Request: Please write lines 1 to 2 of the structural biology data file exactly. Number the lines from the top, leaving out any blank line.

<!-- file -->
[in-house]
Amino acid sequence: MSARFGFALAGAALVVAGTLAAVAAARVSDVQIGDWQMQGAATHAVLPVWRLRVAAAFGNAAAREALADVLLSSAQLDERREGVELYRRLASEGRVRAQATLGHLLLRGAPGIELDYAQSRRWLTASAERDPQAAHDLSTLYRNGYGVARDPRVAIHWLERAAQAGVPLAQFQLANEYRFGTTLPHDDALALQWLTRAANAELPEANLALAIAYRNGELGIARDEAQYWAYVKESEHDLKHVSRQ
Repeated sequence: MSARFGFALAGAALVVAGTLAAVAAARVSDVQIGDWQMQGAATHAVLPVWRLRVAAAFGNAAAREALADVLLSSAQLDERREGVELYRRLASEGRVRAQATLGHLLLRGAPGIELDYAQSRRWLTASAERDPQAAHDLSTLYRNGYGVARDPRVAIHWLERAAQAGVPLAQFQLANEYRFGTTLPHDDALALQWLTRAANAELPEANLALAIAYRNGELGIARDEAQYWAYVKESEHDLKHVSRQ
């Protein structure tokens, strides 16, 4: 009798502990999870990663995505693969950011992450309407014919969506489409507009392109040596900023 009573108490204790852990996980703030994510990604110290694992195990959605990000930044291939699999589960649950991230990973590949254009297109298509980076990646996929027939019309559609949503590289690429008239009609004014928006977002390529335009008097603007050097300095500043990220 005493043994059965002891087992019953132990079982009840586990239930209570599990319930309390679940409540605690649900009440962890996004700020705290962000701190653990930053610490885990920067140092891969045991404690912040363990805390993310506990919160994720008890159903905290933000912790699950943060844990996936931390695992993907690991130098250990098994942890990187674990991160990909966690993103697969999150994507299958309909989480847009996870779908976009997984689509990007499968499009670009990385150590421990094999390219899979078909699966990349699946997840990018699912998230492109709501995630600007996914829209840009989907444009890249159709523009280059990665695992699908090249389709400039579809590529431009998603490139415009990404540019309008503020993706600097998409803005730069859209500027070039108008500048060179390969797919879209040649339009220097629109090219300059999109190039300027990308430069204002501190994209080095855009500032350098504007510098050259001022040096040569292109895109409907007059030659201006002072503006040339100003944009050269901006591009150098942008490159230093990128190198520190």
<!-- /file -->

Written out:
[in-house]
Amino acid sequence: MSARFGFALAGAALVVAGTLAAVAAARVSDVQIGDWQMQGAATHAVLPVWRLRVAAAFGNAAAREALADVLLSSAQLDERREGVELYRRLASEGRVRAQATLGHLLLRGAPGIELDYAQSRRWLTASAERDPQAAHDLSTLYRNGYGVARDPRVAIHWLERAAQAGVPLAQFQLANEYRFGTTLPHDDALALQWLTRAANAELPEANLALAIAYRNGELGIARDEAQYWAYVKESEHDLKHVSRQ